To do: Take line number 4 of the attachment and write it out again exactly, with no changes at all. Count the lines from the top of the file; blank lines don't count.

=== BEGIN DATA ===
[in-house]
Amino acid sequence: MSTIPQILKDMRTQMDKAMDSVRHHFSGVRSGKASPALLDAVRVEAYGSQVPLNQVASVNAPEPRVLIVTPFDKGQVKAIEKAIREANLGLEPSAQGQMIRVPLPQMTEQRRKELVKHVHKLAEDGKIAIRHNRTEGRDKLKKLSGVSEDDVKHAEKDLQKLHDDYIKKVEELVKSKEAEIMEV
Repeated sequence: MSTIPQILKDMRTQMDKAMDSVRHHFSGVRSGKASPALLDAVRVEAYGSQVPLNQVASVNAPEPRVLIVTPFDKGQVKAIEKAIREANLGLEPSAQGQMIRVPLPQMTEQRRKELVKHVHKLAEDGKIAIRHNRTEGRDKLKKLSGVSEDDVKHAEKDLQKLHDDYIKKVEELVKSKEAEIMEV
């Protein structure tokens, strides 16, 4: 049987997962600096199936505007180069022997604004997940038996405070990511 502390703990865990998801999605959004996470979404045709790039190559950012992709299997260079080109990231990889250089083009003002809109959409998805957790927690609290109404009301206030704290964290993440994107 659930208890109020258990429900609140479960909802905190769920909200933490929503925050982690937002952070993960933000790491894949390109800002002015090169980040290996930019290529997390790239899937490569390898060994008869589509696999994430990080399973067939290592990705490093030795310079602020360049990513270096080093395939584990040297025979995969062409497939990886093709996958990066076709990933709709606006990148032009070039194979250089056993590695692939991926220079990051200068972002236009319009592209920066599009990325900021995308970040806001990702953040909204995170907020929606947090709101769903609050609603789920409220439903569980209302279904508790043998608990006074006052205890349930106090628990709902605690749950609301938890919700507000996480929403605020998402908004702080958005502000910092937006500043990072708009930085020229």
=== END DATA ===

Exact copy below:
């Protein structure tokens, strides 16, 4: 049987997962600096199936505007180069022997604004997940038996405070990511 502390703990865990998801999605959004996470979404045709790039190559950012992709299997260079080109990231990889250089083009003002809109959409998805957790927690609290109404009301206030704290964290993440994107 659930208890109020258990429900609140479960909802905190769920909200933490929503925050982690937002952070993960933000790491894949390109800002002015090169980040290996930019290529997390790239899937490569390898060994008869589509696999994430990080399973067939290592990705490093030795310079602020360049990513270096080093395939584990040297025979995969062409497939990886093709996958990066076709990933709709606006990148032009070039194979250089056993590695692939991926220079990051200068972002236009319009592209920066599009990325900021995308970040806001990702953040909204995170907020929606947090709101769903609050609603789920409220439903569980209302279904508790043998608990006074006052205890349930106090628990709902605690749950609301938890919700507000996480929403605020998402908004702080958005502000910092937006500043990072708009930085020229």